The feline eosinophilic granuloma complex (CGEF) is a dermatological syndrome progressive development whose underlying causes are very diverse. It is manifested either by itchy erythematous lesions or by ulcerations. Let’s take stock of this syndrome enough frequent but yet still poorly known at present and which mainly affects adult cats.
Feline eosinophilic granuloma complex or CGEF: symptoms
The main symptoms that can lead to suspecting a feline eosinophilic granuloma complex are skin conditions of different types. The animal may present one or more of the following manifestations:
- Itchy patches on the skin
- Oozing lesions,
- The non-itchy, lateral or bilateral eosinophilic ulcer, especially present on the upper lip of the animal, near a fang, but can also appear on the palate, the tongue… Yellowish brown in color and shiny in appearance, it is not painful. On the other hand, it causes difficulties:
- on swallowing,
- A granuloma that appears on the outer side of a cat’s thighs as a bulge of reddish-gray, hairless skin,
- Itching of varying degrees of importance, mainly in the thighs and stomach.
Depending on the case, plaques and lesions can intensify or on the contrary disappear spontaneously.
CGEF: diagnosis and treatment
The diagnostic of the feline eosinophilic granuloma complex can only be confirmed or ruled out following a cytological examination. The principle is simple. It consists of a skin layer that the veterinarian performs on lesions in order to check for the existence of eosinophils, leukocytes (white blood cells) involved either in case of parasitism, or in case ofallergy. The skin layer also makes it possible to observe the intracellular bacteria just like the degenerate neutrophils (other leukocytes) and check their number. The veterinarian also performs a histological analysis by performing a scraping or biopsy to confirm their diagnosis with certainty.
Diagnosing a CGEF is not enough because to set up a treatment protocol adapted to the case by case. It is essential toaccurately identify the underlying cause of the feline eosinophilic granuloma complex. The veterinarian must therefore take into account the localization of lesions as well as form of the syndrome, namely if it manifests itself in plaques, in the form of a granuloma or even an ulcer.
The supported systematically begins with the administration of a radical flea treatment as a preventive measure since allergy to flea bites is the main cause of allergic dermatitis in cats. At the same time, the animal receives a first-line symptomatic treatment which is based on corticosteroid therapy.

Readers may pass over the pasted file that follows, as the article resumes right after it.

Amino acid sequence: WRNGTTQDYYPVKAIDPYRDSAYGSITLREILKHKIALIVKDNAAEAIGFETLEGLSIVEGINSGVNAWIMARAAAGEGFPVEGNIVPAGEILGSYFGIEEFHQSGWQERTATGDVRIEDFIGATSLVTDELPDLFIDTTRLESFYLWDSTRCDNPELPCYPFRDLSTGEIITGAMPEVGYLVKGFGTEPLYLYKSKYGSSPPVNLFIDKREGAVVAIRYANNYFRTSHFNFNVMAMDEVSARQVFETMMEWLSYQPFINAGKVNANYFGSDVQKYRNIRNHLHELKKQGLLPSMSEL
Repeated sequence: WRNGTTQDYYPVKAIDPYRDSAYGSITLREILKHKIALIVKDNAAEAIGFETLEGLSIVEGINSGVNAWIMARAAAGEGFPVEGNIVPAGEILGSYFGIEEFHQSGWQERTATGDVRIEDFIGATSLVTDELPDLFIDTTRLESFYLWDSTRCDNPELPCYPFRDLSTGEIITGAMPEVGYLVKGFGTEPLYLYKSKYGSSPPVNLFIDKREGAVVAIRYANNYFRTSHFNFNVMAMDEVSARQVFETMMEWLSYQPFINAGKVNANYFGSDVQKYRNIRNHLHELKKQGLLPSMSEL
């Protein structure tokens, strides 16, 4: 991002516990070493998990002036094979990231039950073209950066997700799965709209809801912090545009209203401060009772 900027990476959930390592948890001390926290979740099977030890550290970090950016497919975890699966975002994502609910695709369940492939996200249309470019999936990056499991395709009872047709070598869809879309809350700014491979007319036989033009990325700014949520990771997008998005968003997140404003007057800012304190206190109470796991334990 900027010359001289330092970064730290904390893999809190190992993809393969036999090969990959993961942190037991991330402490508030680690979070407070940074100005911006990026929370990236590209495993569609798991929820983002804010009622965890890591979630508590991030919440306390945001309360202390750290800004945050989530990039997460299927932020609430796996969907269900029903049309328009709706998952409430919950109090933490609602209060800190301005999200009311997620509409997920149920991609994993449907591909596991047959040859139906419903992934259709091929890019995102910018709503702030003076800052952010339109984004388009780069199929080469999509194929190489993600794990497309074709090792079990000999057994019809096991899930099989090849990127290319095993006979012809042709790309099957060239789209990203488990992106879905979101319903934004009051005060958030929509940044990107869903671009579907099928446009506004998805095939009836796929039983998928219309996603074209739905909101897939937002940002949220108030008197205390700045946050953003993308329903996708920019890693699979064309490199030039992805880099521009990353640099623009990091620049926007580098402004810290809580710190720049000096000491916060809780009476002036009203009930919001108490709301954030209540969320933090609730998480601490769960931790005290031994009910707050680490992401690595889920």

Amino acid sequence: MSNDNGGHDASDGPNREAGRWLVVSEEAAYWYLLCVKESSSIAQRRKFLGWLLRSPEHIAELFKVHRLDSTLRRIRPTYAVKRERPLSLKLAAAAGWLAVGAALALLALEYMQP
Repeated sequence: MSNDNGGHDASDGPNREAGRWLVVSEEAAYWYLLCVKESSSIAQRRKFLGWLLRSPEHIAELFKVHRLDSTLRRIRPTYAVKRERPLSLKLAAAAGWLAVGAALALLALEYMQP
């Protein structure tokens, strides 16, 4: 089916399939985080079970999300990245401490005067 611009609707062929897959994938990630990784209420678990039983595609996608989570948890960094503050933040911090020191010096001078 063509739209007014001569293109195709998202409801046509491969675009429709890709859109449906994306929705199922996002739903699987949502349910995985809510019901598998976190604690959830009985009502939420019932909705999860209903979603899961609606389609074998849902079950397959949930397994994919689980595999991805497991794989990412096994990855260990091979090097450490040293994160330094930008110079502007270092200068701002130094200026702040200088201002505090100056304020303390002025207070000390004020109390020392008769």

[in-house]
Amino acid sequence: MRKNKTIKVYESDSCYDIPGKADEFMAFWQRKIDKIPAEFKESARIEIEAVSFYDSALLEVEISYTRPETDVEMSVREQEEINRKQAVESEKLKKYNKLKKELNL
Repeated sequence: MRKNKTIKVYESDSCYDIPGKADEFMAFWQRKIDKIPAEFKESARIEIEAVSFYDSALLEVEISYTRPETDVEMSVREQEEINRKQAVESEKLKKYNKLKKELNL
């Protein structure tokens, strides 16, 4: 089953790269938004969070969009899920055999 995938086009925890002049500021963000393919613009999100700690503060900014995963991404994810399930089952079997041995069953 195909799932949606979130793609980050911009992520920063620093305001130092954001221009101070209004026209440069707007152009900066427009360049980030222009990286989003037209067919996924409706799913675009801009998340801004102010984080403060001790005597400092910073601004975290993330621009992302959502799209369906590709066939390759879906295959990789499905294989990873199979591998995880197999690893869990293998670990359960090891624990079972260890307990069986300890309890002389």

In some cases, the choice is antibiotics, especially in case of bacterial superinfection and if the cat suffers from rebel form from CGEF, a corticosteroid which includes dexamethasone for its anti-inflammatory effect. If the animal’s condition improves, the chosen protocol is maintained until the symptoms disappear.
In the absence of improvement, the treatment is modified since it is then based on the short-term prescription of corticosteroids making it possible to prevent the reappearance of the lesions but also to treat those in progress. In some cats, immunosuppressants are prescribed. Note that antihistamines can replace corticosteroids, while for other cats the veterinarian may choose essential fatty acids but these require taking over the long term before they can see a convincing result.
Anyway, at thestopping treatment, if the CGEF recidivism, a food allergy research is systematically carried out. When the results are negative, additional examinations such as skin tests are carried out in order to carry out a desensitization if necessary.
Of regular control visits are required thereafter. But if it is impossible to move, it is advisable for the cat owner to photograph the lesions every 8 to 12 days and send them to the veterinarian so that he can objectively follow their development.
Feline eosinophilic granuloma complex: prevention
We can effectively act preventively against the feline eosinophilic granuloma complex by conducting a fierce fight against external parasites. Preventive and curative treatments against fleas should therefore be used regularly. At the same time, the affected animal may receive a homeopathic treatment helping to minimize the symptoms of CGEF.
Capable of training chronic conditions by dint of relapses, this dermatological syndrome is enough difficult to cure definitely. It is therefore strongly recommended to avoid any accumulation of immune system stimuli by opting for a diet free of allergens or hypoallergenic diet. This precaution considerably reduces the process of hypersensitivity in cats.